Home Data The Cross-Device Question: Acxiom

The Cross-Device Question: Acxiom


Scott-HoweAcxiom CEO Scott Howe discusses what his company offers in terms of linking consumers across devices.

This is the final part of an interview series that previously featured John Nardone, CEO of [x+1], Omar Tawakol, CEO of BlueKai, and Bill Demas, CEO of Turn.

In terms of cross-device linkage, what do your clients want and what can you deliver?

What they want is a single unifying identification structure, which we offer in Audience Operating System (AOS). That’s what makes us unique (among BlueKai, Turn and [x+1]). They’re online DMPs. They deal with unstructured non-PII (personally identifying information) data. We are unique in that much of our origins came from personal recognition, the direct mail space, email. We can flip between unstructured and structured data through a matching key. That allows us to get more individual recognition.

The second piece that accompanies that over time is permissions. We think collecting permissions and giving consumers and companies a place to validate what information has been captured and how that information is used is very important. AboutTheData was the first step toward that dream, but it’s only a first step in a journey.

How about connecting someone on a computer with someone on a mobile phone? What are the possibilities there today in terms of creating that linkage?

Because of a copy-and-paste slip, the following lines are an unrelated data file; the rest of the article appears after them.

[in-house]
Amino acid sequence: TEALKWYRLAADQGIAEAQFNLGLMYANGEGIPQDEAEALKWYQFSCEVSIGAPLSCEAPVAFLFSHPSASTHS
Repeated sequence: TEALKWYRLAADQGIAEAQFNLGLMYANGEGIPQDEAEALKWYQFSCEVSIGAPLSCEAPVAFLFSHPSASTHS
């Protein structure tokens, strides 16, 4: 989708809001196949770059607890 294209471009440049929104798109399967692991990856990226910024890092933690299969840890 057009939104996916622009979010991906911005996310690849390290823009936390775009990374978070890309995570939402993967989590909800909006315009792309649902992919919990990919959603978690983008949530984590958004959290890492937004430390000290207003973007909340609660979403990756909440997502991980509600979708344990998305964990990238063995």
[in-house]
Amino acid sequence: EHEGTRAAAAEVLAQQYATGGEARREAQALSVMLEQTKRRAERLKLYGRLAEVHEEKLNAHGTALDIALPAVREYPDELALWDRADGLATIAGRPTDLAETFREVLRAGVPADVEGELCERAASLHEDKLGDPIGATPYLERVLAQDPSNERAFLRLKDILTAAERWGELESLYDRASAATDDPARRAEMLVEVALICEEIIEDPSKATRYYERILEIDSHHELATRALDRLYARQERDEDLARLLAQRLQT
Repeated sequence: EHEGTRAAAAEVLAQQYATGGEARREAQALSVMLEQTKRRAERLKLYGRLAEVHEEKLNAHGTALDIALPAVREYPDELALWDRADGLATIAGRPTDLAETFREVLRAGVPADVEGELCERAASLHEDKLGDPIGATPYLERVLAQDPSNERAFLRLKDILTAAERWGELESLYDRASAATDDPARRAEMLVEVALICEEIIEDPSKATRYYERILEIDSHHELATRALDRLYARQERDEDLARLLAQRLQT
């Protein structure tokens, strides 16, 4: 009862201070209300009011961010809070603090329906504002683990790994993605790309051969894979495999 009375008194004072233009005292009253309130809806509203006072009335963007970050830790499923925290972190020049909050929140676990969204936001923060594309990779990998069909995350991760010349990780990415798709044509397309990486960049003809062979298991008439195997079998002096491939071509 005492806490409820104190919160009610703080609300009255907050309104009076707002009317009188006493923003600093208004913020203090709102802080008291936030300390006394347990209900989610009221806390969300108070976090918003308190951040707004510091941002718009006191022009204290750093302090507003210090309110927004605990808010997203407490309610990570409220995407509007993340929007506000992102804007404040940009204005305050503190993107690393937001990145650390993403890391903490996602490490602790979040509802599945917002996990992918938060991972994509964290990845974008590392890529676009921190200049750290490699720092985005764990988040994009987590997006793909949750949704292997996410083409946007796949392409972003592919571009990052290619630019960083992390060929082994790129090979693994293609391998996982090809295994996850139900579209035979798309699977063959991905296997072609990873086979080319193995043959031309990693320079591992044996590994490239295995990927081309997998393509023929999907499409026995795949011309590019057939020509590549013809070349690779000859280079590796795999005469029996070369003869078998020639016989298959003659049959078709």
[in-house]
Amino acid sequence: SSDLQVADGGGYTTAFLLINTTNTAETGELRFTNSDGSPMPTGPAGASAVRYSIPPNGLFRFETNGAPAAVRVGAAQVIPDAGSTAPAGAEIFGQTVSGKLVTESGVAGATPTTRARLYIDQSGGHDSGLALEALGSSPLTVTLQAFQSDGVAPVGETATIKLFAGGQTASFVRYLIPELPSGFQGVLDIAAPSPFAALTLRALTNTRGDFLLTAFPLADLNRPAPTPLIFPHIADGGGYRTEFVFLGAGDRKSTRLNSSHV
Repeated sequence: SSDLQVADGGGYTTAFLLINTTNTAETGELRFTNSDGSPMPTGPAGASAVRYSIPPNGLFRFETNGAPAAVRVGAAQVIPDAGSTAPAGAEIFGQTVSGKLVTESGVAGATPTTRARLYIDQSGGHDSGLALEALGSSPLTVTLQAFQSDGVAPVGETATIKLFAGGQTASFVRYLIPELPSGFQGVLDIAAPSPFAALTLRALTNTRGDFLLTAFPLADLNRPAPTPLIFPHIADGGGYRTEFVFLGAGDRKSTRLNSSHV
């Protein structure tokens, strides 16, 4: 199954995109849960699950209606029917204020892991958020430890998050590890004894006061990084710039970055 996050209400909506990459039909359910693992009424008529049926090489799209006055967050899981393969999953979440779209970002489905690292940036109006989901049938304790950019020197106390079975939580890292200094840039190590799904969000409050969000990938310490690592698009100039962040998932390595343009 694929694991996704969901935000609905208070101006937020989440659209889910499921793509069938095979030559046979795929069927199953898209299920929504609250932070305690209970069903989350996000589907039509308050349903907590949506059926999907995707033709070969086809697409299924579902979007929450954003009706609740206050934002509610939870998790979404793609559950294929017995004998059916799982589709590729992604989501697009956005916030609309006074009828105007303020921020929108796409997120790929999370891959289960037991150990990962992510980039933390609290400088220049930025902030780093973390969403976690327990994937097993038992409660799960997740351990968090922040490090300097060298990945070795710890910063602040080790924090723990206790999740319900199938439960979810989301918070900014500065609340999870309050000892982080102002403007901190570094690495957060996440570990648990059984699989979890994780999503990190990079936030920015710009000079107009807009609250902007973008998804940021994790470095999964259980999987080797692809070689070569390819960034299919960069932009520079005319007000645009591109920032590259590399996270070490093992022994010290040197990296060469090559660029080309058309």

We have a picture of this, in terms of the common methods used. We have basically mapped out what we think the industries are doing and the pros and cons of each. We like our method, which essentially creates a master recognition file that can make the connection on a number of attributes as opposed to doing something that requires 10 integrations and a whole bunch of guessing.

Did you build that in-house?

We have 40-year roots in data management. It’s a lot of in-house coupled with increasing recognition that it’s also about partnership. To do stuff in today’s world, I don’t believe in the vision of a single monolithic database. Data is used at a single point in time and disappears depending on what permissions you have. It’s about partnering and making real-time connections as opposed to owning every interaction.

Acxiom’s big play emphasizes online-offline connectivity.

You hear us talk about the online offline linkage because we think there’s a group of competitors that only represent one piece of it. To me that’s not the end game either. It’s everything: It’s structured and unstructured, it’s online and offline, data about people, data about things, data about the weather, data about inventory. Somehow a data manage platform has become synonymous with online display marketing. Why? Data is data is data. It can be used so much more powerfully than just that thin slice where a handful of startups have emerged in the last few years.

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